A Cold War thriller from the master of spy fiction, John le Carré's The Looking Glass War is a gripping story of double-crosses, audacious bluffs and the ever-present threat of nuclear war, and the fourth George Smiley novel
When the Department - faded since the war and busy only with bureaucratic battles - hears rumour of a missile base near the West German border, it seems like the perfect opportunity to regain some political standing in the Intelligence market place. The Cold War is at its height and the Department is dying for a piece of the action.
Swiftly becoming carried away by fear and pride, the Department and her officers send deactivated agent Fred Leiser back into East Germany, armed only with some schoolboy training and his memories of the war. In the land of eloquent silence that is Communist East Germany, Leiser's fate becomes inseparable from the Department's.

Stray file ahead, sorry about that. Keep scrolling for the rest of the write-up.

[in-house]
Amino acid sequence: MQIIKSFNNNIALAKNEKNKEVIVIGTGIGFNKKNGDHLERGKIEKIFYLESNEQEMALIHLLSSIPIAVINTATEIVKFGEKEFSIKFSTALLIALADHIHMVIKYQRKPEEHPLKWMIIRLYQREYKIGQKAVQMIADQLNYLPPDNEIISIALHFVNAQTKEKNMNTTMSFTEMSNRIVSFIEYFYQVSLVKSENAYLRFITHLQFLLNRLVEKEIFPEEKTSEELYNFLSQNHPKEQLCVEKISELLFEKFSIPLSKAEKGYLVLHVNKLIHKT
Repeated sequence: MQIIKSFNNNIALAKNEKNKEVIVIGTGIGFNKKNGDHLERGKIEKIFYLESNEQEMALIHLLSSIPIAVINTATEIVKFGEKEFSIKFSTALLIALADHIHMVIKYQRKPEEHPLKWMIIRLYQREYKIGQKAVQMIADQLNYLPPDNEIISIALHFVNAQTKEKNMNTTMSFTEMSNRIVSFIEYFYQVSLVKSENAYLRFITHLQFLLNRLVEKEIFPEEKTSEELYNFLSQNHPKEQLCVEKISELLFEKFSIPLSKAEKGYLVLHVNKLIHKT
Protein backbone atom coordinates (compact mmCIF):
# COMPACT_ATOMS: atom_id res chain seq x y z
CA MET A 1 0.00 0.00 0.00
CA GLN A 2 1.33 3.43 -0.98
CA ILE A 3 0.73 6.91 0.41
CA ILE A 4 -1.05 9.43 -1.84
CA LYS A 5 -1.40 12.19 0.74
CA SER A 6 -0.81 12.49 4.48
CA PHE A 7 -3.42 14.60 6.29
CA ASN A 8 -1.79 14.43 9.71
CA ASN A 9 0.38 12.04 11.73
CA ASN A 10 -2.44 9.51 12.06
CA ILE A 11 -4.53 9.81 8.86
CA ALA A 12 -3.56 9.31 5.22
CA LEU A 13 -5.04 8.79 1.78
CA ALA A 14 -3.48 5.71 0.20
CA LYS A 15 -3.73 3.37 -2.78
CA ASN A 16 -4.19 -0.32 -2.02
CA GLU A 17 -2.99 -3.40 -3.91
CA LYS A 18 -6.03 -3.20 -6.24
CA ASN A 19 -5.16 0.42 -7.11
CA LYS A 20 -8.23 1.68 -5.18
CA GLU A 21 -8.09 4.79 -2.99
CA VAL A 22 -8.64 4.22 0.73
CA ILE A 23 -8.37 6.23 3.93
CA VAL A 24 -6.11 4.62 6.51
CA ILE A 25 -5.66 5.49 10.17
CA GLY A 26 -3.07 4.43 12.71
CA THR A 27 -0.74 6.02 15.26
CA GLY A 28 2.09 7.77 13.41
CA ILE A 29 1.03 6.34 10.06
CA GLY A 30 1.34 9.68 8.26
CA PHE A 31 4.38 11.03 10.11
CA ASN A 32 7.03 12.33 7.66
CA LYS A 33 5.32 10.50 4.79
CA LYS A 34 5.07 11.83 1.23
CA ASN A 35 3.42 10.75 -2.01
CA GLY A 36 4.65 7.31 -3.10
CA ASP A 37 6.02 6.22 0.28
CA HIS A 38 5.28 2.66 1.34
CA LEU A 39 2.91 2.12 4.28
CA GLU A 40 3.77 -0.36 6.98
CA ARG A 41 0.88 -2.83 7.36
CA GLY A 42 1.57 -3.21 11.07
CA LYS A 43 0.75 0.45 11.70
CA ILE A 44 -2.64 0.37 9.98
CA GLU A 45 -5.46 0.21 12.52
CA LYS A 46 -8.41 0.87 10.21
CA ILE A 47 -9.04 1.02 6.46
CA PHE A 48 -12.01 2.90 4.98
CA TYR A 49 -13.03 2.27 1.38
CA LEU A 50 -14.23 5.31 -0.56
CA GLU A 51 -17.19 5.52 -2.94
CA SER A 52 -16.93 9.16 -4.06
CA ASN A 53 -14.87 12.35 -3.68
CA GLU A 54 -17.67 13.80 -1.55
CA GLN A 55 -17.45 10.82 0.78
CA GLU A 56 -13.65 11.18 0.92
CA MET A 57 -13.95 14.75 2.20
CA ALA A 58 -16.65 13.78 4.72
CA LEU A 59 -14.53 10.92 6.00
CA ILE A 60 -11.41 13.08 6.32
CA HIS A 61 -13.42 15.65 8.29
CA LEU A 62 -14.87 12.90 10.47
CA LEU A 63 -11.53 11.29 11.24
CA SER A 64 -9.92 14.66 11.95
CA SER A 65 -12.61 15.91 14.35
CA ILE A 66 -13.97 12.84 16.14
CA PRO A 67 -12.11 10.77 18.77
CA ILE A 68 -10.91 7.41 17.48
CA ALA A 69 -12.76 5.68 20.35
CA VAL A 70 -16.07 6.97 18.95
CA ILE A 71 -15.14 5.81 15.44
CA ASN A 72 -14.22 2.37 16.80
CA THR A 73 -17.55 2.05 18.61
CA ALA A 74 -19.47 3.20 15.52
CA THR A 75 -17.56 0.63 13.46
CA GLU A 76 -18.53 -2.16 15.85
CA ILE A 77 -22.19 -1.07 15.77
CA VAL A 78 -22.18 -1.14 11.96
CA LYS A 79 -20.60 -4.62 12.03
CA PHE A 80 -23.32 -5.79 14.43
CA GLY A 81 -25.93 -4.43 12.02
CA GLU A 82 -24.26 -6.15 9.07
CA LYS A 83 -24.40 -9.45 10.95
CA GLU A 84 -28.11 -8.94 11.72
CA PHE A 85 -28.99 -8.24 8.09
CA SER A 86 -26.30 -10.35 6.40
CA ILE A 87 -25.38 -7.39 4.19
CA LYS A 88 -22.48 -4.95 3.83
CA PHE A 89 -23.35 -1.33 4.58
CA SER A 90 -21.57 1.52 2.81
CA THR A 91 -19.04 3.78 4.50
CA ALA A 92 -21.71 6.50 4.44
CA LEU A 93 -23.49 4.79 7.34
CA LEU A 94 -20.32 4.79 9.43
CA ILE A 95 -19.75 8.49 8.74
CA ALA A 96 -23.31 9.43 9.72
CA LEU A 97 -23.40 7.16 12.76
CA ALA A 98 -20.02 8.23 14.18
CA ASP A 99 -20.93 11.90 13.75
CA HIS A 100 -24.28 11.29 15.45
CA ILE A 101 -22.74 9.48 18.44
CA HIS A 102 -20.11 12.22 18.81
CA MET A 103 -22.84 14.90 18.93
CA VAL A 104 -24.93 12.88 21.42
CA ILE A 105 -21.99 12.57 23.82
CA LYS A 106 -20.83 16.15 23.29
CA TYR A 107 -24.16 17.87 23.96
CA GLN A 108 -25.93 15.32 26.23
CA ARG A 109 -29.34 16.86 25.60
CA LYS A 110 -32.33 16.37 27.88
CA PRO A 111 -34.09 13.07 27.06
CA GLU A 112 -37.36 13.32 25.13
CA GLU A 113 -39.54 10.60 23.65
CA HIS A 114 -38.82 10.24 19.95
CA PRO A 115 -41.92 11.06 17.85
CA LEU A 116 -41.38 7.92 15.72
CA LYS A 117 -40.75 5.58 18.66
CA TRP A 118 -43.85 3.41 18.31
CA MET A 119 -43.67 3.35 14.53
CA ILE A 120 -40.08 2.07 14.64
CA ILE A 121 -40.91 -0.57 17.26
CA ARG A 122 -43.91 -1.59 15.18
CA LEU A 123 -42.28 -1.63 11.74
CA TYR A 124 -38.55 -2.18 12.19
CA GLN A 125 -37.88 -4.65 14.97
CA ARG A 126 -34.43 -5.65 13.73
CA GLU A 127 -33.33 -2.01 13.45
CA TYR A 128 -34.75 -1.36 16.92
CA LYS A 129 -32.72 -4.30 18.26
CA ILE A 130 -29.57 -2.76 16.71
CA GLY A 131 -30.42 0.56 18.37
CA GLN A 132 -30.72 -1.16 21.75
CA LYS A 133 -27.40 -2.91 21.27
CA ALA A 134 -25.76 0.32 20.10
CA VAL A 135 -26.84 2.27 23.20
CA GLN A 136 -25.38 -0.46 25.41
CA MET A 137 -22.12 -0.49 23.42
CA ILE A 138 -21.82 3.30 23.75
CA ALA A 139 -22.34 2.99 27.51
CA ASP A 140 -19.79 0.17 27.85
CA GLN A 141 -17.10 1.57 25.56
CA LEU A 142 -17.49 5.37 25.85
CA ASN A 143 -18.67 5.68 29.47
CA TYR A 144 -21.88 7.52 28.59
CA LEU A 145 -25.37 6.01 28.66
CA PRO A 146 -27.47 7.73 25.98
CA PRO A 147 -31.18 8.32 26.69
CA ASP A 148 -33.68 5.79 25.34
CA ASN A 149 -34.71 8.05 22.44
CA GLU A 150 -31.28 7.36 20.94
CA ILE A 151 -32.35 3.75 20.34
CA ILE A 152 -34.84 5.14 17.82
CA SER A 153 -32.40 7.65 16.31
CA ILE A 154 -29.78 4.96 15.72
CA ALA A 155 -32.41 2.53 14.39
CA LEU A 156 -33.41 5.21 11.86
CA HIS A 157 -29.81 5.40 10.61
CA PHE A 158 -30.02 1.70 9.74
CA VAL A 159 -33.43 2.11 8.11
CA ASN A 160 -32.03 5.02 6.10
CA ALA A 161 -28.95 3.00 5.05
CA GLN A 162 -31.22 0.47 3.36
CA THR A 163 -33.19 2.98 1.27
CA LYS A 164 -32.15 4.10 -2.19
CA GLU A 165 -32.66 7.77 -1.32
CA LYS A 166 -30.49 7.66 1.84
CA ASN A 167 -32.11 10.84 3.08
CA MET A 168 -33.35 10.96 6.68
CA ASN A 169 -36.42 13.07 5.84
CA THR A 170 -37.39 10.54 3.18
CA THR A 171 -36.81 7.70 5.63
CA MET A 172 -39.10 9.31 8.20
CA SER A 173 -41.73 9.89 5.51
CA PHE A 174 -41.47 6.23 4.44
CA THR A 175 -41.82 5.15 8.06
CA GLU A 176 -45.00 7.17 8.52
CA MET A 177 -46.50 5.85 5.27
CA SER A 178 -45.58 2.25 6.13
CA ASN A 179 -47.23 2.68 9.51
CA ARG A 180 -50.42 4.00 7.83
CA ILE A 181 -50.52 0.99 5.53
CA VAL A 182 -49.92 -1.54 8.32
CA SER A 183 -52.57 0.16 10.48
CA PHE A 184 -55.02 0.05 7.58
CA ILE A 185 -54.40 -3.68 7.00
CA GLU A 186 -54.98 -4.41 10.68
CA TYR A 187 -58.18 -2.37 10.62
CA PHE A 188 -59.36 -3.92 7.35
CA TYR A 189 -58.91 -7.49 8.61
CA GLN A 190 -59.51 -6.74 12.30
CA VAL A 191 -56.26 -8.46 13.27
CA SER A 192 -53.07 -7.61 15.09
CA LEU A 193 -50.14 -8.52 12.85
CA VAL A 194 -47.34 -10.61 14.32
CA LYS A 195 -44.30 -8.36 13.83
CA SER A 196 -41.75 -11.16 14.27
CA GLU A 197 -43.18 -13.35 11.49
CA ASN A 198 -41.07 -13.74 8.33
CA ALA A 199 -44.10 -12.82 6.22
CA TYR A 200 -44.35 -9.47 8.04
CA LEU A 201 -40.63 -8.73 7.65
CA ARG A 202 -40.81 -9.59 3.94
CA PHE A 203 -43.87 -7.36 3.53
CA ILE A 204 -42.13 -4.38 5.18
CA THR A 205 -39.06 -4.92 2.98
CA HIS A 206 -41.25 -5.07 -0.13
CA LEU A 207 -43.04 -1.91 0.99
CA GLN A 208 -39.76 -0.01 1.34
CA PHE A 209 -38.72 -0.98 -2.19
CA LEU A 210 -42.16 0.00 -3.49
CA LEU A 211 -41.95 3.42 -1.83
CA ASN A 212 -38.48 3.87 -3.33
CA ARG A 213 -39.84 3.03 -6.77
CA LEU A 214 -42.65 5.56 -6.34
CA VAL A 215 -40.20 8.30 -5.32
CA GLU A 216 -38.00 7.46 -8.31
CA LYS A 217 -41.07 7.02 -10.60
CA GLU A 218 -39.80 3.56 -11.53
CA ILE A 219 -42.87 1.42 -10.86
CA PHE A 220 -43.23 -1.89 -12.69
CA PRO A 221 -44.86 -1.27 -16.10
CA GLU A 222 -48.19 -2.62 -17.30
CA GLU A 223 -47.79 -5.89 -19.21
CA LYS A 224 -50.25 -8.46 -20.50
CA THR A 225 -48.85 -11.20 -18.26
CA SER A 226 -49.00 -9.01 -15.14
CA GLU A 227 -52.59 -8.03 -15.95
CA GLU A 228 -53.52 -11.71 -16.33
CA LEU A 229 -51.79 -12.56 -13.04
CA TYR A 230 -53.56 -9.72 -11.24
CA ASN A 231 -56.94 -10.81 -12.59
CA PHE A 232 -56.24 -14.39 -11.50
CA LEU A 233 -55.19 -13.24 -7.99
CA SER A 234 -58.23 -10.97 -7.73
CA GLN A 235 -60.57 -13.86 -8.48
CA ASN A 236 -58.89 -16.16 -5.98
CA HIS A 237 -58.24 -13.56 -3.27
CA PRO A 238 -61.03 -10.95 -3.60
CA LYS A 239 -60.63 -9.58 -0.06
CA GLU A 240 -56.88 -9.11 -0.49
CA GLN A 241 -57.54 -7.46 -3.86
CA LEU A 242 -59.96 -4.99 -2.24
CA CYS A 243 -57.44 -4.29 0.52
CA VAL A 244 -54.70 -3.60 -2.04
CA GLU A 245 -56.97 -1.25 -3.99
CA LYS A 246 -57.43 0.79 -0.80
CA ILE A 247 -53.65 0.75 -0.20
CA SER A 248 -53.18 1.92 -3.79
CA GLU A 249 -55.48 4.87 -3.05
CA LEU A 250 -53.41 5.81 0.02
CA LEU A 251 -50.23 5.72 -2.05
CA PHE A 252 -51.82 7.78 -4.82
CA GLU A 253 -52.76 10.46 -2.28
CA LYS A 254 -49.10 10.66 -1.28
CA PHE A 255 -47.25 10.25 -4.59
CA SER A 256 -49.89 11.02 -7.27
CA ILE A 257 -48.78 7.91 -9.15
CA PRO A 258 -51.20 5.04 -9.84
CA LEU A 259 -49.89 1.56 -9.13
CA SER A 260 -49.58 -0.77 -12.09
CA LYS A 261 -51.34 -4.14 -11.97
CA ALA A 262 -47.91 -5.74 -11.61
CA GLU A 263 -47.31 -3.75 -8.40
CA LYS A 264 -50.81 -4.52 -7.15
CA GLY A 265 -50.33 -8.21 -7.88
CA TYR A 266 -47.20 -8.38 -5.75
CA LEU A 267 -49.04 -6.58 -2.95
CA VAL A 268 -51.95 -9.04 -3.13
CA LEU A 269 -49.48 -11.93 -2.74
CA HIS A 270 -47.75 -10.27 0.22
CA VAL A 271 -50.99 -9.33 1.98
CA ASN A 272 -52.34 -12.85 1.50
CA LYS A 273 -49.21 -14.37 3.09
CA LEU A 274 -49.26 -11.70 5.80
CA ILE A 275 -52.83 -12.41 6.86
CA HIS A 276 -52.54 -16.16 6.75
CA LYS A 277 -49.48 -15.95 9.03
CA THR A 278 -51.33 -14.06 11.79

'A devastating and tragic record of human, not glamour, spies'
New York Herald Tribune
'A book of rare and great power'
Le Carre 's fourth George Smiley novel is handsomely dramatized in this BBC Audio production. Early in the 1960s the cold war is in full swing, and the Department, a holdover from the WWII section of British intelligence, forms an uneasy alliance with its rival agency, the Circus, when it is suspected that Soviet missiles may be in the process of being placed along the West German border. Death, lies, betrayal, secrets, secrets, and more secrets all add up to the kind of rich espionage story fans have come to expect from le Carre . Though this production, by necessity of time, is forced to leave out much of the book on which it's based, the dramatization captures the essence of the material, and the actors expertly brings their characters to life and are supported with excellent production values. \n